In December 2010 The Washington Post engaged BDO USA to see how far a quarter million dollars pre-tax would go for a family of four living in selected affluent suburbs across the country. Keep in mind that while $250,000 does not put you in the Top 1 Percent it puts one solidly in The Next 9 Percent. Representing New York City was Huntington (where $250,000 puts one in the Top 7 Percent of earning households), Naperville (Top 4 Percent) was selected for Chicago, Pinecrest (Top 3 Percent) for Miami, Glendale (Top 4 Percent) for Los Angeles, Plano (Top4 Percent) for Dallas, and Bethesda, The District and Alexandria (Top 7 Percent) for the $250,000 earners working in Washington D.C.
The study was a follow-up to a blog post by University of Chicago Professor Todd Henderson who chronicled his own household’s battle to get by on $250,000 a year before taxes.
While both Henderson and The Washington Post study were motivated by proposed tax increases targeting households with $250,000 or more income, the spending overviews provide important data for marketers of luxury goods and services.
Simply put, with a Household Income of $250,000 the folks in Plano would have had $1,963 extra at the end of the year. However, every other household would have needed to make more than $250,000 to just break even. In fact, in Glendale to break even would take $269,833 while in Huntington break even is $277,380.
But where did the money go?
The study took into account Health Care ($13,282) including Medical at 30 percent of total cost, out-of-pocket co-pays and Dental Costs; Child Care ($19,000) including day care, babysitting, camp and after school activities; Utilities ($8,292) including gas and electricity, phone, cable, internet and water; Food and Staples calculated at $13,659 for food and household supplies, $25 per week for take-out meals and $10 per week for lunches at work. Student loans were calculated at $6,000 per year, a reasonable about when there is $1.2 trillion in student loan debt floating out there. Housing expenses varied by city, included mortgage, insurance, maintenance and cleaning, plus property taxes and other city, state and federal taxes were accounted for as well as retirement and college savings.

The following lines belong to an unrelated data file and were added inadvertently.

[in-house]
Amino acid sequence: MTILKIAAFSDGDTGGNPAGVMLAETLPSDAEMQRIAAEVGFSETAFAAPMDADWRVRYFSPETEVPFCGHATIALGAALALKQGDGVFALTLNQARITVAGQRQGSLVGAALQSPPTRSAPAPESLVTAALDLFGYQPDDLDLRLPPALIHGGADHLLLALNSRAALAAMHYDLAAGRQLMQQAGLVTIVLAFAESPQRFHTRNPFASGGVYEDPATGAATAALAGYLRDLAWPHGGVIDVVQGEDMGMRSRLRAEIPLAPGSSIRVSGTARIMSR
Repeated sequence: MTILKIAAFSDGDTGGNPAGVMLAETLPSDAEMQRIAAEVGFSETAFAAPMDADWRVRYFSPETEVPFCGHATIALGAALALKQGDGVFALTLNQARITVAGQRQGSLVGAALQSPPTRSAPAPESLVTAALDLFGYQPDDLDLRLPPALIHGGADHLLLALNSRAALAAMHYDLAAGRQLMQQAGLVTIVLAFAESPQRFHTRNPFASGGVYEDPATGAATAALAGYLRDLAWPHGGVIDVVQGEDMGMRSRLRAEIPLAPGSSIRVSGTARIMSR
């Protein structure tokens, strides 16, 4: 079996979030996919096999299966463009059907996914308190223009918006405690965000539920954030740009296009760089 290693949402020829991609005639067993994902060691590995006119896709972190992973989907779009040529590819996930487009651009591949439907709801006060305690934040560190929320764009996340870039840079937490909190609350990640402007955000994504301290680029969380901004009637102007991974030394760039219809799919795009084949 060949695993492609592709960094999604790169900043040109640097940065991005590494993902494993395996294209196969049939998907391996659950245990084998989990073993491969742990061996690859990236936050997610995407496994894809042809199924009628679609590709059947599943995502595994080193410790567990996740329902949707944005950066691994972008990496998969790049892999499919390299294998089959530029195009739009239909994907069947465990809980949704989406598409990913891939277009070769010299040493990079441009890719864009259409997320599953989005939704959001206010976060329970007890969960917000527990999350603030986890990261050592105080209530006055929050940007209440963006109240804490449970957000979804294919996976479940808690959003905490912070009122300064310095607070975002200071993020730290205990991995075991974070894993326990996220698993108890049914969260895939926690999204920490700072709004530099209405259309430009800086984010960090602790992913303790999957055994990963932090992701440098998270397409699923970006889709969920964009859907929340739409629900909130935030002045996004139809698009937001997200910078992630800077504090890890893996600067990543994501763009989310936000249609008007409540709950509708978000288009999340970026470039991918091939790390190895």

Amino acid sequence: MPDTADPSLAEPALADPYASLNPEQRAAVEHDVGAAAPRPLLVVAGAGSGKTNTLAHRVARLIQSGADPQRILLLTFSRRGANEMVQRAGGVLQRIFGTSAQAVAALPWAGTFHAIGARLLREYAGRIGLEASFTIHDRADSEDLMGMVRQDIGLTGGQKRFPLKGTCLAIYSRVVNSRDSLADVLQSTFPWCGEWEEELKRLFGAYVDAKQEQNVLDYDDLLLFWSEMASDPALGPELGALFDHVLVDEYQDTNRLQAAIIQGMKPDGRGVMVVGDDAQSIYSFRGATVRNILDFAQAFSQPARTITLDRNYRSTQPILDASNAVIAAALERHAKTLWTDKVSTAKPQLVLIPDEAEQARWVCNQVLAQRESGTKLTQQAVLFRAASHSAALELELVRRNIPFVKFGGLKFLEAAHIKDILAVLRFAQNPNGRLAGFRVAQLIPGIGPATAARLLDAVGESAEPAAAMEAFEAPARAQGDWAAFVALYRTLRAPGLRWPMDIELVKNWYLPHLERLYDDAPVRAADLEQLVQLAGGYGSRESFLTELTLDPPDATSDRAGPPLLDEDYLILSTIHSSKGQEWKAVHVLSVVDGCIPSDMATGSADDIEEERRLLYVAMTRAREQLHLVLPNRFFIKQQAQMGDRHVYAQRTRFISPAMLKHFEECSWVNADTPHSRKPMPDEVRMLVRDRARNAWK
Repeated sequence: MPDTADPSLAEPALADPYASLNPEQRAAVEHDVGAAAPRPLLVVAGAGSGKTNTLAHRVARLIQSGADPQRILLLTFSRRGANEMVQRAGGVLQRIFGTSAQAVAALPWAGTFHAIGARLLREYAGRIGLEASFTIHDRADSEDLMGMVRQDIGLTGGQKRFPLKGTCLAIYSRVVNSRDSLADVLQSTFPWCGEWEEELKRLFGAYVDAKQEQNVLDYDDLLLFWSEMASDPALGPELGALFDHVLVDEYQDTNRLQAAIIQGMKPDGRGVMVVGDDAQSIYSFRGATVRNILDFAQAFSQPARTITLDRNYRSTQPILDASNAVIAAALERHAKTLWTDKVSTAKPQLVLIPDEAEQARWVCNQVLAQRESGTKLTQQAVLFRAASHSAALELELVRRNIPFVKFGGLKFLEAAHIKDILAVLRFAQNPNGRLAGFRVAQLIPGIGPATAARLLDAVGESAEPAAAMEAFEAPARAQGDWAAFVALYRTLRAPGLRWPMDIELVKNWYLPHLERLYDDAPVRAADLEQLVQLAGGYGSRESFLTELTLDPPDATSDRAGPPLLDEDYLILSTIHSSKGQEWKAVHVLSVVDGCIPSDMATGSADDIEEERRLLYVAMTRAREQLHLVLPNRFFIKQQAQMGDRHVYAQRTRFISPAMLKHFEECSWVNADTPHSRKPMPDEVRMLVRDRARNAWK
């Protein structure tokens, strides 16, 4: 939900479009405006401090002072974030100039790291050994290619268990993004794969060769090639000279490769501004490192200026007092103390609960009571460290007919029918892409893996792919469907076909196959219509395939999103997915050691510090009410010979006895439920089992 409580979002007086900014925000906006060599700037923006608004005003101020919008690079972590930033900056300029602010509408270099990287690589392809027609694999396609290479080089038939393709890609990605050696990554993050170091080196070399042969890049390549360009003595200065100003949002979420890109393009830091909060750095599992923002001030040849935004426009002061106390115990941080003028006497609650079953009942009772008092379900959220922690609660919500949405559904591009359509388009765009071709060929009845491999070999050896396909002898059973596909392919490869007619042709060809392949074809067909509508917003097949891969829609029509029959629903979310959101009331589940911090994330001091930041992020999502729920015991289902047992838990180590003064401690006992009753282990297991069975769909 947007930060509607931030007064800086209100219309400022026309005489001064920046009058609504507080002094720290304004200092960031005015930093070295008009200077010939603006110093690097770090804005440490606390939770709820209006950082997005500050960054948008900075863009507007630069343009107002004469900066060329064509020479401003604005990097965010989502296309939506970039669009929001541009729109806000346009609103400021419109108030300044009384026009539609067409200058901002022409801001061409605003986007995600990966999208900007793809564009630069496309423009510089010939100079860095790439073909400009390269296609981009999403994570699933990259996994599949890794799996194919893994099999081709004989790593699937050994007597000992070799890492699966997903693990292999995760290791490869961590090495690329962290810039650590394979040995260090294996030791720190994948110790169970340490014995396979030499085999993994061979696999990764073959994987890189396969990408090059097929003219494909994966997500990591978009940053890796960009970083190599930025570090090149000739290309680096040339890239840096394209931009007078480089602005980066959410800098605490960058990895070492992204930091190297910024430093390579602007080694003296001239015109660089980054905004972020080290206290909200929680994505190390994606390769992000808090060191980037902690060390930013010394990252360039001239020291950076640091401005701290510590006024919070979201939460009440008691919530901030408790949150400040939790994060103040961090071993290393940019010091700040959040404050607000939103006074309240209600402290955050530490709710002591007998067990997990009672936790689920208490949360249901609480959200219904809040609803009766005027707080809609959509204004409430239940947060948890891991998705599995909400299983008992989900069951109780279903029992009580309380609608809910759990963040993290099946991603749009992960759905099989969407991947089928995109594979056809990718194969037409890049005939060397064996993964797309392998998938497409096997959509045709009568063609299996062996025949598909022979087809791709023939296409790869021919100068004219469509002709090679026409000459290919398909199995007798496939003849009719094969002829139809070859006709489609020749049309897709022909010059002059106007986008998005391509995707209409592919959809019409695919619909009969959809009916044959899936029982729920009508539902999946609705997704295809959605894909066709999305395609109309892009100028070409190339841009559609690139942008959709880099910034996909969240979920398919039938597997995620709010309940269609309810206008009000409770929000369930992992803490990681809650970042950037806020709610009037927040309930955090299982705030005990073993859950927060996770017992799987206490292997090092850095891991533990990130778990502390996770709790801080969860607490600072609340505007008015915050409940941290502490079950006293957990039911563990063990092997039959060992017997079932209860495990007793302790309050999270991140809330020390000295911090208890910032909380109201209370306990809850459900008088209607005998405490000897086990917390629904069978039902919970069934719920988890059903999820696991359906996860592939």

So what’s left for luxury goods and services?
– One family trip for $4,000
– Eating out for the year at $2,400
– All gifts for holidays and celebrations at $3,000
– Tickets for movies, sports, theatre, events at $2,693
– Entertaining at home at $1,500
– Dog at $1,571
– Car payments for two cars at approximately $7,500, or $312 per month per car
While one might want to forgo having friends over to save $1,500 that can then be used for a vacation, or instead of taking a vacation, one could buy their spouse a watch or piece of jewelry not exceeding $4,000, it is hard not to conclude that for households in The Next 9 Percent, any taste of luxury they want comes at the expense of something else.
Moreover, it is clear that at very best, when the stars align (the deck doesn’t need to be repaired), these households are sporadic purchasers of luxury, and not Heavy Users.